ورود به بازار پویا و ارزش انعطاف پذیری در قرارداد جوینت ونچر بین المللی انتقالی
|کد مقاله||سال انتشار||مقاله انگلیسی||ترجمه فارسی||تعداد کلمات|
|11598||2007||20 صفحه PDF||سفارش دهید||محاسبه نشده|
Publisher : Elsevier - Science Direct (الزویر - ساینس دایرکت)
Journal : Review of Financial Economics, Volume 16, Issue 1, 2007, Pages 91–110
The purpose of this study is to formalize the optimal choice of market entry strategy for an individual multinational enterprise (MNE) from a dynamic perspective. It is argued that incorporating a suitable treatment of irreversibility, uncertainty and flexibility related to an MNE's investment decision gives further insights into the expansion, dissolvement, and optimal timing of international joint ventures (IJVs). In most cases, the initial entry strategy serves as a platform allowing the firm to make subsequent investments to exploit host-country advantages and capabilities. We allow for this by taking a three-step expansion strategy explicitly into account. The evolutionary process of the value of the foreign direct investment can be interpreted as a compound complex chooser option. The results suggest that uncertainty, size of equity share and future investment/divestment opportunities play an important role when it comes to transit from export to the first phase of the foreign direct investment commitment. The paper underscores the importance of modeling the dynamics of market entry and helps to refine the application of real options in the alliance context by providing a closed-form solution in continuous time to value the overall strategic flexibility.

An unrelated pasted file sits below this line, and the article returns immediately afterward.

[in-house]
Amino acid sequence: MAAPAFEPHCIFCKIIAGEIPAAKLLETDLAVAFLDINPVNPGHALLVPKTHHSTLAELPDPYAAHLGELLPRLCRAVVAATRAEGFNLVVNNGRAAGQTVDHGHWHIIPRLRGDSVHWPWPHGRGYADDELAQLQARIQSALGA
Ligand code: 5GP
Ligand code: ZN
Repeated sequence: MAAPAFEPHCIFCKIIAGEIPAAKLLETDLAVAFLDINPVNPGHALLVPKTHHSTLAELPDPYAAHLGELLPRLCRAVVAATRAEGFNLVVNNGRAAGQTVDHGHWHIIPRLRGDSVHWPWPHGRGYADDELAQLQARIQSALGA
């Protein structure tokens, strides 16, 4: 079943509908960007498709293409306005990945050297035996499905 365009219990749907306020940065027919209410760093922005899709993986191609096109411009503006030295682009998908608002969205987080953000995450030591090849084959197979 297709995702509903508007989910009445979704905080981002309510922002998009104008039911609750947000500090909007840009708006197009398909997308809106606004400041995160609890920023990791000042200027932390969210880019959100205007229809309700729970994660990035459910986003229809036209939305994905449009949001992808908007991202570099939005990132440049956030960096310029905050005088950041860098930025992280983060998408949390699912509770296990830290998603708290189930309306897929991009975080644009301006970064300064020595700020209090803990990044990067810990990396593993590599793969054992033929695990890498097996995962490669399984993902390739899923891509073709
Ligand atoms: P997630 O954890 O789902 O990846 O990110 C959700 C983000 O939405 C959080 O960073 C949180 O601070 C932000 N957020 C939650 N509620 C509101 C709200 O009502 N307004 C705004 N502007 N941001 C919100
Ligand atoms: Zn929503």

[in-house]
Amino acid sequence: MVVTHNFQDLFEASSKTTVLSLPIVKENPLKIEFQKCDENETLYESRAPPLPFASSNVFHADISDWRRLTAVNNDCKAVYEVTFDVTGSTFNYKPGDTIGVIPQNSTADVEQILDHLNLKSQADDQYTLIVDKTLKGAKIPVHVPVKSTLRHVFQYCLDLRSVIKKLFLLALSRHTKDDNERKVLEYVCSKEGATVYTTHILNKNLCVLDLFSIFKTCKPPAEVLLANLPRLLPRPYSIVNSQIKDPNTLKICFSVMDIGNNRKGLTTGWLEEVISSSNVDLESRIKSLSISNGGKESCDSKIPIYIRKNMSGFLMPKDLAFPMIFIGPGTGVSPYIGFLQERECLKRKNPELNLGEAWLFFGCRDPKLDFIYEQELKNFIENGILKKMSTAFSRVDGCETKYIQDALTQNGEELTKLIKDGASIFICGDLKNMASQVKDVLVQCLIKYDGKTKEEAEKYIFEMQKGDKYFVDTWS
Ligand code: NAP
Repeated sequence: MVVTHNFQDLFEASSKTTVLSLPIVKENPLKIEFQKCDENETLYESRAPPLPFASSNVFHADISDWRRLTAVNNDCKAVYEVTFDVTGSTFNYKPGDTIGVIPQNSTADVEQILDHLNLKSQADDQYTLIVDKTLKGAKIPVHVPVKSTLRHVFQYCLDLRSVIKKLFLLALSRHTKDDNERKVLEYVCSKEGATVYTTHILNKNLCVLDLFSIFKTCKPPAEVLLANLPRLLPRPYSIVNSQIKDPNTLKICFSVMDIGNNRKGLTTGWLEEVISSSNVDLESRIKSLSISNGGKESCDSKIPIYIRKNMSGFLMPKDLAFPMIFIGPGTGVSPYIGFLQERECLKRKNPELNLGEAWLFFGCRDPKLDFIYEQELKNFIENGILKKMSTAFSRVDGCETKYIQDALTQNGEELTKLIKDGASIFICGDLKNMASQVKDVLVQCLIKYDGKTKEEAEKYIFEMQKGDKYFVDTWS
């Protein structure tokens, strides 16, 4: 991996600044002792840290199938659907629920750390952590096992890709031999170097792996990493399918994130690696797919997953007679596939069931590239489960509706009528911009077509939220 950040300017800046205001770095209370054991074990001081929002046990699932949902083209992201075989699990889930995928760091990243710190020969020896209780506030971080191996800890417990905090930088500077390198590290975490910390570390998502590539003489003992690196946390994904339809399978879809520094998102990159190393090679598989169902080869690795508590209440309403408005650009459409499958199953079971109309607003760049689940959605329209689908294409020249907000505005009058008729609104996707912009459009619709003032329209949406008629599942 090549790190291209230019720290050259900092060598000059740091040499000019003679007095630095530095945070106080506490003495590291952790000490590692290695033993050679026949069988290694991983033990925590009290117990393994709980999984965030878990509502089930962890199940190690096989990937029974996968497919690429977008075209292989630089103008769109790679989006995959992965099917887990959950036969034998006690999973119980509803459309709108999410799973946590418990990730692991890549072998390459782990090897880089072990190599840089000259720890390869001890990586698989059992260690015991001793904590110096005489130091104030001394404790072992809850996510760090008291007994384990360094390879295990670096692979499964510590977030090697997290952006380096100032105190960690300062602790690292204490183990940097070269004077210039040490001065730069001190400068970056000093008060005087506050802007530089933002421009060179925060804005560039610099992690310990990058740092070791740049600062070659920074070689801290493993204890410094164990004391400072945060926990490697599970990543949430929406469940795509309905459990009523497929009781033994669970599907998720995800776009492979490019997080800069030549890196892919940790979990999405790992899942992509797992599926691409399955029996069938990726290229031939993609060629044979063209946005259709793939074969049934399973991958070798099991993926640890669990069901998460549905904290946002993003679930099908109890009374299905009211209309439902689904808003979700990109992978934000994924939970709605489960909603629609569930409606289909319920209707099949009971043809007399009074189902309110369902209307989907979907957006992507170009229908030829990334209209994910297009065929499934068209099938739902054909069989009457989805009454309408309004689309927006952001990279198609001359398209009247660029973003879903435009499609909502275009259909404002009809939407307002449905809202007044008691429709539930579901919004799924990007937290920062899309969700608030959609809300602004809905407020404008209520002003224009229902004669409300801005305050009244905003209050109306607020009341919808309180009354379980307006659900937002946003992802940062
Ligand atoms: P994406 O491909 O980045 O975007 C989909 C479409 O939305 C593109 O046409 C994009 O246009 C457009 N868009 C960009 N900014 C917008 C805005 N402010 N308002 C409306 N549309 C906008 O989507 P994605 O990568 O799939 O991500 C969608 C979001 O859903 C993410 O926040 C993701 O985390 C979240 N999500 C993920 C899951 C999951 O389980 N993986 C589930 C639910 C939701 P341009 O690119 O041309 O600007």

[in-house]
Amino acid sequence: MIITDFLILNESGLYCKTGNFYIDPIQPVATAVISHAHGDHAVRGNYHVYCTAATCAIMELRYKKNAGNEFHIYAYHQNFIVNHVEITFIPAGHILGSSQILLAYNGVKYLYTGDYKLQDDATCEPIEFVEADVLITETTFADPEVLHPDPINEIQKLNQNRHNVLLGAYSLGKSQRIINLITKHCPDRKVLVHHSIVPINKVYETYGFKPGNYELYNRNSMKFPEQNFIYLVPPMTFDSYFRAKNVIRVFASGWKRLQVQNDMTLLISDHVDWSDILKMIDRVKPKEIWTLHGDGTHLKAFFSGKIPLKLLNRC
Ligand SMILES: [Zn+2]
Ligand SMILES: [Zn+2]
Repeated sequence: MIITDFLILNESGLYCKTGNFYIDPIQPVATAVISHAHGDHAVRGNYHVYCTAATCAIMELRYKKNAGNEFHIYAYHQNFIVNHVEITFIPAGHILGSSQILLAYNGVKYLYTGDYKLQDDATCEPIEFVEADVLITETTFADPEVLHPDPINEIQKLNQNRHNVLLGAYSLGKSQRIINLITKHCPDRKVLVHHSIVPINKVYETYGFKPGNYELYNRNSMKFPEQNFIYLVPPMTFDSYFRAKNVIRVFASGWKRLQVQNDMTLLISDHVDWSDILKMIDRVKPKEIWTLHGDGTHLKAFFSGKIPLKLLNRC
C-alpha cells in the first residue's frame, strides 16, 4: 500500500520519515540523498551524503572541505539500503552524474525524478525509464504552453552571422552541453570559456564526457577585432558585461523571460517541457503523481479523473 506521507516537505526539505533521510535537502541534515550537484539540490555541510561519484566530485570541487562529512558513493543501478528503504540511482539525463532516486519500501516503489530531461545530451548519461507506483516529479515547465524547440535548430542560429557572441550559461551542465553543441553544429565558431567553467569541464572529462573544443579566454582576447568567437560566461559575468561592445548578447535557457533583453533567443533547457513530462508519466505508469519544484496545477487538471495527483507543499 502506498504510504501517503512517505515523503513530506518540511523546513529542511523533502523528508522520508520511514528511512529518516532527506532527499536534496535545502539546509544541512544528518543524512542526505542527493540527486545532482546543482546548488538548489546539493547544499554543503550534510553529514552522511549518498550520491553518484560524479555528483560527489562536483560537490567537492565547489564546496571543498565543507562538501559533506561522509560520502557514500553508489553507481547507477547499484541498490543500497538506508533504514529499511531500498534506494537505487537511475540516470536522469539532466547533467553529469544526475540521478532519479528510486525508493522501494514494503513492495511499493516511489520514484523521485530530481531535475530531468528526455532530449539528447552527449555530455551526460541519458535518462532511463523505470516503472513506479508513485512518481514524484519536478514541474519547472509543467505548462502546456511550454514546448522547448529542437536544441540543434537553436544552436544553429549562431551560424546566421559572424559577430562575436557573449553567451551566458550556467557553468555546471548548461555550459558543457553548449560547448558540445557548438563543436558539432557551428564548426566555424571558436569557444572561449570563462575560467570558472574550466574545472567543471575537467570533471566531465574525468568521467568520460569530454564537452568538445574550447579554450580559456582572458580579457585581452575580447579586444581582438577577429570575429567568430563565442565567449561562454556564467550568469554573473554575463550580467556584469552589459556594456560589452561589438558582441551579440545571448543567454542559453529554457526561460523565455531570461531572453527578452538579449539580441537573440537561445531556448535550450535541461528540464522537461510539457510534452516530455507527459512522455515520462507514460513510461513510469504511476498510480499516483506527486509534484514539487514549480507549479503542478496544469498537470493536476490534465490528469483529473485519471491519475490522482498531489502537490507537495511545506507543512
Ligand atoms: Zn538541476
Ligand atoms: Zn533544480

Since the 1970s, the volatility in the international business environment has risen continuously. One reason for this is due to the international diffusion of modern production technology, which in fact significantly gave rise to the range of countries that have the competence to innovate new products. Furthermore, the breakdown of the Bretton Woods system caused major exchange rates to float. Moreover, liberalization of capital markets and the privatization and deregulation of key industries, i.e. telecommunication and media had its share in increased volatility. Given such an environment, the decision on how to enter a foreign market has become crucial to an internationalizing firm (see e.g. McCarthy & Puffer, 1997). Besides all other market entry modes and a perceived decline in 2001, worldwide foreign direct investment (FDI) continues to grow, stressing the importance of equity based entry strategies. In this context, uncertainty puts a premium on flexibility which results in the fact, that multinational enterprises (MNEs) often prefer the formation of collaborative ventures, e.g. equity ventures or strategic alliances, when entering a foreign market for the first time. This has several reasons. The early stage of an international joint venture (IJV) provides important information, e.g. about true market demand, or certain governmental or cultural behavior. Such information is important because it could not have been obtained through investigation before the venture was initiated, making export strategies a clear initial favorite. On the other hand, an IJV provides an opportunity to buy more fully into a successful venture later on, an opportunity which is not available to those who have not taken an equity stake. As a consequence it avoids the more modest set-up costs of wholly owned subsidiaries (WOS). A joint venture (JV) is an agreement between two or more legally independent companies, which pool their capabilities and resources together to a shared business. The joint venture becomes an international joint venture if at least one foreign partner is involved. The joint aspect is that ownership and risk are shared, whereas the venture term implies separate legal and/or economic personality of the created enterprise.1 The economic rationale of an international joint venture is that it allows both of the partners to acquire some of the benefits of internalising the knowledge flow which is in addition economically justified if some complementary resources exist (e.g. Buckley and Casson, 1996, Contractor and Lorange, 1988 and Chi and McGuire, 1996). So far, models of the multinational enterprise have been too static and thus fail to take proper account of uncertainty that is created by the volatility in the international business environment. Consequently, flexibility was identified as the hallmark of modeling the multinational firm (Buckley & Casson, 1998b p. 21). In particular, there exists a lack of in-depth research in the MNE literature as well as in the international business literature with respect to the following questions. First, what triggers the switching of modes and second, under which circumstances does the firm expand or dissolve international joint ventures from a dynamic viewpoint? A third question arises from the search for an optimal degree of foreign ownership since MNEs have frequently to decide to own 100%, majority or minority shares of newly created foreign entities. The rest of the paper is organized as followed. Section 2 will provide a review of recent literature, following the presentation of the model in Section 3. The main results are presented in the fourth Section. A synopsis of major comparative-static results is provided in Section 5. Finally, Section 6 summarizes the main findings and provides suggestions for further research.